Are You at Risk For an Emotional Online Affair?

Despite the lack of physical contact, the Internet is a threat to committed relationships because it facilitates emotional affairs, which in many cases, lead to physical ones. Whether seeking attention, affirmation, validation, or encouragement, people who are not receiving what they want from offline partners are likely to look online, because the Internet is filled with “friends,” “fans,” and “followers” ready to fill the gap. 

Some people believe they can safely admire others online without jeopardizing offline relationships.  They are wrong.  In reality, these partners are flirting with danger and putting their relationships in jeopardy, because they underestimate the power of online emotional bonding.

Beware of Thinking You are “Just Looking”

Online emotional affairs are harder to detect than physical ones, for obvious reasons.  The danger for Internet users is that despite all of the legitimate online business we conduct every day, it is easy to stray off course, both figuratively and literally, with a simple click of a tantalizing link, often prominently displayed, provided by websites eager for our business.

Some people use the Internet to engage in sexual behavior they would never dare attempt offline.  This is likely explained in part by social stigma, because research shows that sexual activities such as viewing pornography and accessing other sexual material are subject to less social condemnation when done online.[i]

Yet online sexual activity can be very harmful, particularly within the context of a relationship.  Many individuals who turn to the Internet to gratify sexual desires downplay the harm, assuring themselves they are “just looking.”  Yet in reality, many of them are not just looking for pornography, they are looking for partners. 

The Internet Promotes “Affairs of the Heart”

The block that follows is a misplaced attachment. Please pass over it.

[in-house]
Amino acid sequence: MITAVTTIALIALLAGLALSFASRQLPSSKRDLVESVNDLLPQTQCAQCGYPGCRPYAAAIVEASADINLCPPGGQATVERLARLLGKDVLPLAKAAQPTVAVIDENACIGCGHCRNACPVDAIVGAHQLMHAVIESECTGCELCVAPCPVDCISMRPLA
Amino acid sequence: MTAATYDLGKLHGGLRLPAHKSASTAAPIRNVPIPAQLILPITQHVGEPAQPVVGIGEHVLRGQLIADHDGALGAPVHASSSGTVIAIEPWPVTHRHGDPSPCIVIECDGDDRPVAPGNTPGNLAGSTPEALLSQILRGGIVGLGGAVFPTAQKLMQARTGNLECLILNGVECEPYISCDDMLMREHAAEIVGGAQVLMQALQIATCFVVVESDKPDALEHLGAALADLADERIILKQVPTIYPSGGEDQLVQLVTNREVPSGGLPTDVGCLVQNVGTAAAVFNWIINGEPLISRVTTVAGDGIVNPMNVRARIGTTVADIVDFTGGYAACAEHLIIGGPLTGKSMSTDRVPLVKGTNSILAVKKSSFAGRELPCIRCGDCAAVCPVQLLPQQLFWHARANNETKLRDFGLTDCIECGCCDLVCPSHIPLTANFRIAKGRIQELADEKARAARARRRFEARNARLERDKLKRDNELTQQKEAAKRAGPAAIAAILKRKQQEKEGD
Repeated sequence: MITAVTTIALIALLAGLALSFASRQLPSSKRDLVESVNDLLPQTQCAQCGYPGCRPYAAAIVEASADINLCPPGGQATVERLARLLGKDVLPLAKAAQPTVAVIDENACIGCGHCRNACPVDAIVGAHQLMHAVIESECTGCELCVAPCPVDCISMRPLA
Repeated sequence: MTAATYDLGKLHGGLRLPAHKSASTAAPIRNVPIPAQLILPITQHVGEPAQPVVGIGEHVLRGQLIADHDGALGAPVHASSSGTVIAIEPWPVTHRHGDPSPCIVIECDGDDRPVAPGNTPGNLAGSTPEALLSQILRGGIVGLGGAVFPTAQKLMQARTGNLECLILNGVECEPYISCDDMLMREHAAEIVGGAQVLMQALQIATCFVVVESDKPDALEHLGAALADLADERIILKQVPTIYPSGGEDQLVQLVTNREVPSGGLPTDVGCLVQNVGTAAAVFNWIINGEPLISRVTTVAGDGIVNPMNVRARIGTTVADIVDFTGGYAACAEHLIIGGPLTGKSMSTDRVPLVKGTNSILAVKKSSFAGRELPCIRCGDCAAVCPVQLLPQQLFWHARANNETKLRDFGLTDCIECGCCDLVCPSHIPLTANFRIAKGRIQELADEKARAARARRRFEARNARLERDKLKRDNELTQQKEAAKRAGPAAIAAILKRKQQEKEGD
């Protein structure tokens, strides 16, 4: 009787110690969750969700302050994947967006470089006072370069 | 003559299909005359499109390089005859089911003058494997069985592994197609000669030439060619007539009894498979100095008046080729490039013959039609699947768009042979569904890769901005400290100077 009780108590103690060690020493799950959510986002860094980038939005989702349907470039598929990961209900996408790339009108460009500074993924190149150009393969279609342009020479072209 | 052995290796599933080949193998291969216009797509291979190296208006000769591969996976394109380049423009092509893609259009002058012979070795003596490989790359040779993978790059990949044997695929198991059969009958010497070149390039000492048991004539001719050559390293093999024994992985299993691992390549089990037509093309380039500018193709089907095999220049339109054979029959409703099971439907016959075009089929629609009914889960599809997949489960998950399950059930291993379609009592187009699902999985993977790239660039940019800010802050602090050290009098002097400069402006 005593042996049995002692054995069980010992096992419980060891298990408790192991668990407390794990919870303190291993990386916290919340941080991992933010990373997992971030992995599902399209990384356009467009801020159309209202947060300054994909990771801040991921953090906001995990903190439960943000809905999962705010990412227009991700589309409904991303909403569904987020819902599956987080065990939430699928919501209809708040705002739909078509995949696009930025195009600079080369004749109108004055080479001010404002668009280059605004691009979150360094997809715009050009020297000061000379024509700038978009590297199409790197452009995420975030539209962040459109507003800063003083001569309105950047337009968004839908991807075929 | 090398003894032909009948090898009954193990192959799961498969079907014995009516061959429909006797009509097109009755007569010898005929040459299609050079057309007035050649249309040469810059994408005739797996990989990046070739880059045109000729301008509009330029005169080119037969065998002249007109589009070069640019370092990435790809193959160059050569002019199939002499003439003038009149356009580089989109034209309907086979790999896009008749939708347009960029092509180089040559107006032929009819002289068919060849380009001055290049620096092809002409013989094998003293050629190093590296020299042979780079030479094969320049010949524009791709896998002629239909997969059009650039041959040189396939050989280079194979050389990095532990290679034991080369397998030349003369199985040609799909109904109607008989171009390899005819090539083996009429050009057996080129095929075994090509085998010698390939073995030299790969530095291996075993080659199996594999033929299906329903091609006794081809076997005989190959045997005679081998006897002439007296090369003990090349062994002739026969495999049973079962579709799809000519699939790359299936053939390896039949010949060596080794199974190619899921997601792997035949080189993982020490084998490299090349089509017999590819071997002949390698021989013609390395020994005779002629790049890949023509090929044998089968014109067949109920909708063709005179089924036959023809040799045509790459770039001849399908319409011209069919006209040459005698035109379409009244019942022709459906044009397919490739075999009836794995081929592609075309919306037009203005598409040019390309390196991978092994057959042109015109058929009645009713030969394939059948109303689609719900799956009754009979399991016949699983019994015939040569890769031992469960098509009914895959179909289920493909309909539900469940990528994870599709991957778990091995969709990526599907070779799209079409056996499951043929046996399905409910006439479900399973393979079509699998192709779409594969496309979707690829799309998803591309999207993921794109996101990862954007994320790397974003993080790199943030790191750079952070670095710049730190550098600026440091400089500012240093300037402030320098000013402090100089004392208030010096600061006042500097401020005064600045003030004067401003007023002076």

Nelson and Salawu (2017) note that virtual communication, even if partners never meet in person, can lead to emotional relationships, sometimes referred to as “affairs of the heart.” [ii]  They explain that due to the bonding they produce, emotional affairs are dangerous precursors to physical affairs.

Internet users appear to appreciate the danger of emotional affairs.  One study indicated online behaviors most likely to be viewed as cheating are online sex, online dating, other online sexual behavior, and emotional involvement.[iii] Of the four identified scenarios, 60-82% of survey participants rated online emotional behavior as more harmful than online sexual behavior.

So the question remains, if people in committed relationships appreciate the danger of online emotional involvement, how does it happen?

Seeking Online Emotional Assistance Invites Response

Although many social media platforms provide forums for online bonding, a significant amount of research has been done on Facebook.  Nelson and Salawu explain that Facebook facilitates online emotional involvement, a potential predecessor for unfaithfulness, through media dependency theory—where a social media platform facilitates self-disclosure and emotional infidelity.